NOBLESVILLE, Ind. -- Damaged and leaking containers, random buckets with mystery fluids and unknown substances is just some of the things found by Noblesville inspectors at the Indiana Transportation Museum, according to a new city report obtained by Call 6 Investigates.
After Call 6 Investigates started asking questions to city officials, Noblesville inspectors went into the property and found the chemical containers, some leaking and stored improperly. But the city had no idea what was inside most of them because they weren’t labeled.
The transportation museum, best known for running the State Fair Train and the Polar Bear Express trains throughout the year, was sent a letter by the City of Noblesville on May 30, notifying it of the investigation.
According to the letter, ITM is in “serious default” of its lease while it’s under investigation by the Indiana Department of Environmental Management after the chemicals, which were first thought to be hazardous, were found leaking on the museum grounds.
The transportation museum originally denied any environmental concerns at the museum.
“This is another example of local political leaders’ unwillingness to work with the ITM and its new leadership to resolve differences,” John McNichols, Indiana Transportation Museum Board Chair said in a written statement. “This latest release is simply another trumped up charge to reduce the significant public outcry against the cities of Fishers and Noblesville to rip up the rails.”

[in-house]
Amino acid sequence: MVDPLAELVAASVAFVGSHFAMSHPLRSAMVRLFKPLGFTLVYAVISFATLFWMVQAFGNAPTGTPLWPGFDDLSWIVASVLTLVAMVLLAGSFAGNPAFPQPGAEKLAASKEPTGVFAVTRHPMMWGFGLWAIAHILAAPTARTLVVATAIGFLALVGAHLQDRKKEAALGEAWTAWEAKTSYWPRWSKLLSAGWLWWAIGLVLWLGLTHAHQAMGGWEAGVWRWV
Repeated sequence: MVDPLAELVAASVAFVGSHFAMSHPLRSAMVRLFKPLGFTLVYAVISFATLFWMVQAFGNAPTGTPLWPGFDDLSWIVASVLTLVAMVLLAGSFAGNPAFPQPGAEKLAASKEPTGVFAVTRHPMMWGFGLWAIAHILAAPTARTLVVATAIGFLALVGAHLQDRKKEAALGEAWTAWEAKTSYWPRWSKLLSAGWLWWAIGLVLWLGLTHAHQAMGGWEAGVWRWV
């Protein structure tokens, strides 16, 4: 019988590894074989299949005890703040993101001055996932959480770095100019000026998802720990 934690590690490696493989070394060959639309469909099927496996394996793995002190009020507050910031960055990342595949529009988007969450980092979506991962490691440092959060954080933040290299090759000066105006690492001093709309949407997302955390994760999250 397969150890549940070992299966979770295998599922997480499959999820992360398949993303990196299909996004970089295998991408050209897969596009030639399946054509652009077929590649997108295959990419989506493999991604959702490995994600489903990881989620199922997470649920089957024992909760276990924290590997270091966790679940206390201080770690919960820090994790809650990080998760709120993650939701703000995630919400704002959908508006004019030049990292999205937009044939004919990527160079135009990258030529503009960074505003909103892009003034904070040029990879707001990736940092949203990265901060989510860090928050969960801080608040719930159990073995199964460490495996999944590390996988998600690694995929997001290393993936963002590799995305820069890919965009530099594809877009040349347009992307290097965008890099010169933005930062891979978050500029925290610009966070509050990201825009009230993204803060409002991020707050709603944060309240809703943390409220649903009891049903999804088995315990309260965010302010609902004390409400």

“To the best of our knowledge, there have been no violations or complaints registered with IDEM. ITM pledges full cooperation with IDEM and their contractors to resolve any issues,” McNichols said. “Our new ITM management and staff will be addressing possible ground contamination issues with Hamilton County and IDEM to establish a plan to resolve any issues.”
The city says the museum violated Indiana’s environmental laws and they immediately reported what they found to IDEM.
According to the letter, the city is requiring the museum to file a clean-up plan with the city. A licensed environmental professional must be involved in the plan.